As they have many times before, Rachel's words about the structure of prayer, and how formal rules are necessary but beg to be broken, got me thinking again about why I like to pray. I never cared about this stuff until I found my synagogue, and then only cared a little until I learned to chant Torah five years ago. That decision didn't change my life, but did in many ways change how I fit into life. I'm lucky to know many safe, nurturing people and places, and chanting has become another. Like my most treasured relationships, it's challenging, rewarding, and a source of comfort, a respite from reality that has strengthened my connection to community as well pushed my own self-defined limits. The structure of learning, repeating, and memorizing has become kind of sanctuary in its predictability. (A nice contrast to work, since I'm a freelancer and the appearance of jobs, and payment, is never assured.)
But the moment of public prayer, when I sing what I've learned, is never predictable. Within the shifting parameters of my voice, confidence level, emotional presence, and physical health, I need to tell a story in a language I really don't understand. The result is always a surprise to me, even if the congregation can't tell. It's said that the Torah is different every time we read it because we change from year to year. So every d'var and drash, in a way, is also an improvisation, because the meanings we elicit are never known to us before we sit down to compose them. By that definition any kind of singing is improvised, as well, since we can never sound exactly the same each time no matter how much we've practiced. I'm constantly challenged to recognize the new landscape and adjust accordingly, and not remain stuck to the way I think I should sound.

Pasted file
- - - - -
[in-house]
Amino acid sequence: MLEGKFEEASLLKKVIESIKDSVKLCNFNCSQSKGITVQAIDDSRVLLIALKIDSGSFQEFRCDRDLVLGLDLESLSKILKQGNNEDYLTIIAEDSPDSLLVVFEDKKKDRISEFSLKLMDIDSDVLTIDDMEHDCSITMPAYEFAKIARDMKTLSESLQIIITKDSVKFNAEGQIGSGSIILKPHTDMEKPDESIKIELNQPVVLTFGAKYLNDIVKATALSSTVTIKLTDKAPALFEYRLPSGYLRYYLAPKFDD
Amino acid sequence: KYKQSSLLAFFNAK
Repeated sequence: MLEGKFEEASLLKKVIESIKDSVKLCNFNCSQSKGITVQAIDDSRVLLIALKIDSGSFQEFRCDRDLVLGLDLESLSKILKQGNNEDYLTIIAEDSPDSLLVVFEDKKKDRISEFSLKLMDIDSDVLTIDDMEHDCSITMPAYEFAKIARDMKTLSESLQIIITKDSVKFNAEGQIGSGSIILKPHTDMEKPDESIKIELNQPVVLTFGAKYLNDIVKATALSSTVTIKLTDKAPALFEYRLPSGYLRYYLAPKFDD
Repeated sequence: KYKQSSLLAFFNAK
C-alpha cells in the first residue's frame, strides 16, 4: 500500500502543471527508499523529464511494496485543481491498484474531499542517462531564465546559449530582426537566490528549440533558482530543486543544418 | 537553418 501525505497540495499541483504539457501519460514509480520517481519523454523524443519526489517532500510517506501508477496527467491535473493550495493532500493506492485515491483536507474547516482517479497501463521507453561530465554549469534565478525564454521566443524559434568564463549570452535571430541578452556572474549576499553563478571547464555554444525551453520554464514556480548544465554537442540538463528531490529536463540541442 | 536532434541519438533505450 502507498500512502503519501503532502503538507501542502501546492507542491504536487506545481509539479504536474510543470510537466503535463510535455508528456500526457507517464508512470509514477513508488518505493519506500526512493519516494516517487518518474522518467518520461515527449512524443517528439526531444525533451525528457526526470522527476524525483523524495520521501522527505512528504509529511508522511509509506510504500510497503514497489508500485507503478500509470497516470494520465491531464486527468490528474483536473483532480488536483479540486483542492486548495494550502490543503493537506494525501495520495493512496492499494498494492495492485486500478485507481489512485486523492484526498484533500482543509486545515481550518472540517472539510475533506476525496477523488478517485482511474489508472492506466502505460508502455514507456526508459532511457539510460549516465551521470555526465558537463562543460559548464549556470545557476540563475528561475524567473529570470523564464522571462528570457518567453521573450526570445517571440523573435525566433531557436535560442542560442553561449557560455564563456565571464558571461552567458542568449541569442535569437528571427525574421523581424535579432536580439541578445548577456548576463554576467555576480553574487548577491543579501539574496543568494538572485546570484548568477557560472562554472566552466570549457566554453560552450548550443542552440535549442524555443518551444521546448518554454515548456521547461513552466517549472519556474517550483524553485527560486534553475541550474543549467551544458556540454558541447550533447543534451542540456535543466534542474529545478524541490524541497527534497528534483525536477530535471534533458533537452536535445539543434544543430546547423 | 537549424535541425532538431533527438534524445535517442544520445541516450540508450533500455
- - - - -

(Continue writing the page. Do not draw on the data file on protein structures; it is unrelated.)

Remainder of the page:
So it seems we're still praying the ancient way--as Rachel quotes from Lawrence Hoffman's book, The Way Into Prayer, "like jazz improvisation around a known set of chords and themes." We can convince ourselves that we're bored because the words are the same as last week, but in truth that moment of prayer, and our presence and consciousness, is always different. Once we're aware of the freedom to break away from structure while in the middle of it, who knows where we might end up. The job of the prayer leader, I think, is to communicate his or her own instant of discovery and interpretation in order to remind the congregation of their own.
At my synagogue we're often literal about the improvisatory nature of prayer. Choices of melody, instrumental arrangements, and the order in which the service leaders begin are often decided on the fly. The congregation usually doesn't notice; services are seamless, and there's never any stopping to make decisions. But the leaders do make mistakes--and keep going, because as in life, in general, you just can't stop in the middle of something important. Basically all choices are valid, since even the most obvious and predictable will, jazz-like, eventually lead you to an unknown place.